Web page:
i dont like this very much at all. i DO really thing the models are good…but theres no concept of the actual feeling of the space, its totally external to human perception…too removed.

  • Joe

    Great stuff, except for the impending lawsuits. It’s all fun and games until someone sits on your desk which then snaps out of configuration and injures the office lankey. Fun times!

  • What do you do with all the *stuff* inside a building when you decide to “reconfigure” it? are the plumbing,ductwork , carpet and lighting part of this exploration as well? If the answer is that the building will only be reconfigured between tenant occupation, then how is this concept better than an old-fashioned industrial building that can be “reconfigured” without the same trouble between tenants?
    What happens to the exterior walls and glazing? The paint? How does the project team assume that their building has the room around it to change? That every site is flexibile enough to let the building be anything it’s owners/developers want it to be. Come on! this is beyond ridiculous. This research has to be,at best, a means to get some attention to get paying work.

  • birdie

    AA is not the same AA what it was few decades ago, isnt it? in shining light of relatively recent graduates who became starchitects, it looks like they are moving further and further away from reality for sake of over-intellectualising architecture.

    there is very interesing article on arch-daily about the end of starchitecture era by the way

  • sputnik

    I’m afraid this doesn’t work in the same way that you can’t scale up a mouse to the size of an elephant and assume it will work the same.

    *Materials work differently at different scales.*

    Any more late-night rendering, deleuzean text, or pending patents will just make this look more silly than it already is… which is very silly indeed.

  • pwnado season

    I would also love to know how this project was critiqued within the AA….Did they see it as having value, or were the same criticisms levelled within the posts a reflection of their opinions…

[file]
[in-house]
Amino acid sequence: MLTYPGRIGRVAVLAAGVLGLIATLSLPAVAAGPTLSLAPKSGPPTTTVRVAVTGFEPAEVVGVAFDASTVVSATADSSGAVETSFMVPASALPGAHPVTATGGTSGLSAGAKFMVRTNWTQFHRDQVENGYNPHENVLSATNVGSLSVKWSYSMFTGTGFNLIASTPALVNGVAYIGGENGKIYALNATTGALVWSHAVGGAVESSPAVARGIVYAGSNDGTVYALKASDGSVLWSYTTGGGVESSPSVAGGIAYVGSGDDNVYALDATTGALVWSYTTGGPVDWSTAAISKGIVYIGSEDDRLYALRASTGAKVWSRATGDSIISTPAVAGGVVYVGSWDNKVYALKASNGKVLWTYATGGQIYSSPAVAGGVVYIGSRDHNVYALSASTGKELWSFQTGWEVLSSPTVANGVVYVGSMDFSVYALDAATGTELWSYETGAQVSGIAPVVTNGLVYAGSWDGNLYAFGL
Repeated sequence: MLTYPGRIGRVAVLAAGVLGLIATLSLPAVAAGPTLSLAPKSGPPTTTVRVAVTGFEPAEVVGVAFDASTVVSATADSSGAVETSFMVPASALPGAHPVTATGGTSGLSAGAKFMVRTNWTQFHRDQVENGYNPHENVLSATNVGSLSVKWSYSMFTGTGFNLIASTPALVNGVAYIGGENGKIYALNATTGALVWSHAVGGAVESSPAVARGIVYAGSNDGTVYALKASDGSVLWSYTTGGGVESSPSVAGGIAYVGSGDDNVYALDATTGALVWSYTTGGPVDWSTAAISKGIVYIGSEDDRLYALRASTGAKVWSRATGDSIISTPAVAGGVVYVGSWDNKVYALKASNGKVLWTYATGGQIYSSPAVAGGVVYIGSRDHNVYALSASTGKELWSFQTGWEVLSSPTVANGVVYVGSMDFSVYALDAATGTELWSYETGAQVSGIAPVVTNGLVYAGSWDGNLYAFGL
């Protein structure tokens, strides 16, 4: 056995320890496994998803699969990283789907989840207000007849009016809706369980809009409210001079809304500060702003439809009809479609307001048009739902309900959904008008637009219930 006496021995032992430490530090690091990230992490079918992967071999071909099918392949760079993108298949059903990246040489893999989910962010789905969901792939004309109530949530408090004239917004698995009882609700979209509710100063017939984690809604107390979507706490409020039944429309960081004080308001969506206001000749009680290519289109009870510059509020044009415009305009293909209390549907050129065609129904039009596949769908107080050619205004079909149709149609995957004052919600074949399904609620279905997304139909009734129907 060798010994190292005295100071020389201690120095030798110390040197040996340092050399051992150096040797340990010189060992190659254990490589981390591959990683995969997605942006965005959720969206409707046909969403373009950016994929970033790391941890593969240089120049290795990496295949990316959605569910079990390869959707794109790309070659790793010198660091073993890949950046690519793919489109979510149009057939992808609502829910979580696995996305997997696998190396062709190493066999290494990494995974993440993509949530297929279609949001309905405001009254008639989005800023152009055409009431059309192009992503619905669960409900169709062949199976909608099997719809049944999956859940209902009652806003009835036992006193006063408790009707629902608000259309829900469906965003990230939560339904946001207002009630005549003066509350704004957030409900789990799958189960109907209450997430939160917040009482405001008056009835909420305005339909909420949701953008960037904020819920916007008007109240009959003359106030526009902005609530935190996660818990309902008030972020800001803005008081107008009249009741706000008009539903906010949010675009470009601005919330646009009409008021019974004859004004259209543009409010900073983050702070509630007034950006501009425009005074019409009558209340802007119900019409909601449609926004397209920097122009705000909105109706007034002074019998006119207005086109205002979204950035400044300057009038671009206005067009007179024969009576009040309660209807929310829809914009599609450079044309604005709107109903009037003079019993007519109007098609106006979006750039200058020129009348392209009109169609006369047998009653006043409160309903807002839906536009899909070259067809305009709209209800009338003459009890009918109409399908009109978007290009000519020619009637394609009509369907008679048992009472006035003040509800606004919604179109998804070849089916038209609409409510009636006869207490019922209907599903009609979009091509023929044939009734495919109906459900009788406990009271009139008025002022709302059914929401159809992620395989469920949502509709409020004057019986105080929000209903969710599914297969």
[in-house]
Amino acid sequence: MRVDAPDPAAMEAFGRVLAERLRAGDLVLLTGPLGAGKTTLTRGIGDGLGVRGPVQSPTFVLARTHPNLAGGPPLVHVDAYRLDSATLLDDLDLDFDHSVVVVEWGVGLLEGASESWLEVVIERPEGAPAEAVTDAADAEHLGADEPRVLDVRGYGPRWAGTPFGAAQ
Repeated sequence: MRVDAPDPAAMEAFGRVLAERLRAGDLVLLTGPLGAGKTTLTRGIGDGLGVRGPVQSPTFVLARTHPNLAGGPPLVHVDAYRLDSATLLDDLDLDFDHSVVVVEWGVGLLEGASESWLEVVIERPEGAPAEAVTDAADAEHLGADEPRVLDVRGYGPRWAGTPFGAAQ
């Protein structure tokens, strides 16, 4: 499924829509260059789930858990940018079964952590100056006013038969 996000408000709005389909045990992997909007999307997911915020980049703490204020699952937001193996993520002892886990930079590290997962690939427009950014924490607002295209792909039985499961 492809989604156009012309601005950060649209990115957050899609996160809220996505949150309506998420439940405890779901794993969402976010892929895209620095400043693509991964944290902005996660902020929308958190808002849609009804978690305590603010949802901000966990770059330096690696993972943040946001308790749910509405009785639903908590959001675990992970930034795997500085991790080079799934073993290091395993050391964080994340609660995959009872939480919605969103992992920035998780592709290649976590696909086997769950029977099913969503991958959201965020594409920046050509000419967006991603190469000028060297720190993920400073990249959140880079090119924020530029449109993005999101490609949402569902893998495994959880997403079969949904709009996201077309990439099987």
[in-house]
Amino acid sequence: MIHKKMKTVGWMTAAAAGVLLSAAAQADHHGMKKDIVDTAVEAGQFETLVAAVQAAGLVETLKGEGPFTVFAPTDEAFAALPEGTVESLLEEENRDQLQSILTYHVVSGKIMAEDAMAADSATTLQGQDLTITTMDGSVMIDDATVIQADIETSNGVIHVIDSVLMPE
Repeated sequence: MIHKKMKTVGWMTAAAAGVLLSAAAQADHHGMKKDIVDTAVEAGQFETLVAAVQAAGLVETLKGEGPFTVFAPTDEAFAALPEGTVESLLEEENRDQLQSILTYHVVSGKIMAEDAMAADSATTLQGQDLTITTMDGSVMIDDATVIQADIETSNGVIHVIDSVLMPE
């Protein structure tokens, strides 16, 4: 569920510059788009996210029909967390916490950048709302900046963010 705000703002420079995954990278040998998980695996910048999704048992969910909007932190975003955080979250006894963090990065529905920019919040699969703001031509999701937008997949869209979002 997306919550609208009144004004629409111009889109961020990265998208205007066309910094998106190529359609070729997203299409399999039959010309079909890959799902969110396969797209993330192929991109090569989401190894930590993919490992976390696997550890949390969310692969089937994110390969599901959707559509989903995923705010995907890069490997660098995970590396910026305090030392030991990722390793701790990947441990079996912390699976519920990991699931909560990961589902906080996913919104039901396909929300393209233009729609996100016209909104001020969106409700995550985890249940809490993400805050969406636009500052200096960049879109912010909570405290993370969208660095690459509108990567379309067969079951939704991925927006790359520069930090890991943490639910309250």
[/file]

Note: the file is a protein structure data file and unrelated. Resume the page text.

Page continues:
• Andreas

    Interesting article about the implications of size:

  • roadkill

    boycott israel… and help Gaza

  • bald skull

    roadkill is an idiot

  • peridotprince

    These are fantastic comments and very helpful as an educator.

    As pointed out, this investigation lacks any baseline common sense – structure and building systems. Without that, it never leaves the sandbox of the diagram. I am putting this Dezeen entry and all comments on file.

  • amsam

    I once got slapped in one of these forums for pointing out the practical impossibility of a project. Now I’m trying to open my mind to the “sandbox” nature of some of Dezeen’s posts. I enjoyed this one on that level. But it does seem like a lot of time has been wasted here on something that will never see the light of day.

  • aalto

    The fantastic intrinsic beauty of architecture is that it gets drawn, built, maintained, used, mortgaged, admired, financed, etc. and at the same time it can (has to?) be a fantastic piece of art. It is time that the AA and similar schools of architecture thought stop applauding conceptual studies as architecture. It is our professional duty as architects and designers to understand the implications of the built reality, for our users, clients and the coming generations.

  • Gabs

    Interesting, although work like this was made during the Corporate Fields period of the DRL…

  • C.H.Hon

    AHHH those are the magnetic metal strips on drawing board!
    Nice working process

  • K

    If dezeen existed 30 years ago, I’m guessing people would be saying the same things about Archigram with their flying cities and fantastic imagination, from which the likes of the Pompidou Centre emerged.

    I think this kind of conceptual thinking, although seemingly very prevelant, should be encouraged more. We are all creatives, why should we be supressing creativity and new ideas? I agree, it seems improbable that this kind of form and concept could ever hold any kind of structural or commercial value, but that is not the point. These guys have, without compromise, just ran with an idea that we haven’t seen before, and that might one day lead to something physical or at least begin the discussion about how this could actually work from someone else. I personally commend the group for developing as far as they did – as its not usual to see physical models of these concepts to help demonstrate that the idea actually managed to evolve away from the rendering software.

    Sweet project anyway!

  • A bistable spring has two low potential energy states in which no power is required from an actuator to keep it locked. However the switch from one state to the other is “extremely fast” and can be very dangerous in a large structure, for example in an earth quake or vibration caused from other man made sources over period of time.

    That being said a dynamical energy storage spring is not useful in a static structure or a statically stable element like a truss or a house frame. This is very obvious since the bistable element will never be of any use if its locked up in a structure rather then being a bistable element for e.g a simply supported beam with central loading will lose its bistabilty if it is supported from the middle.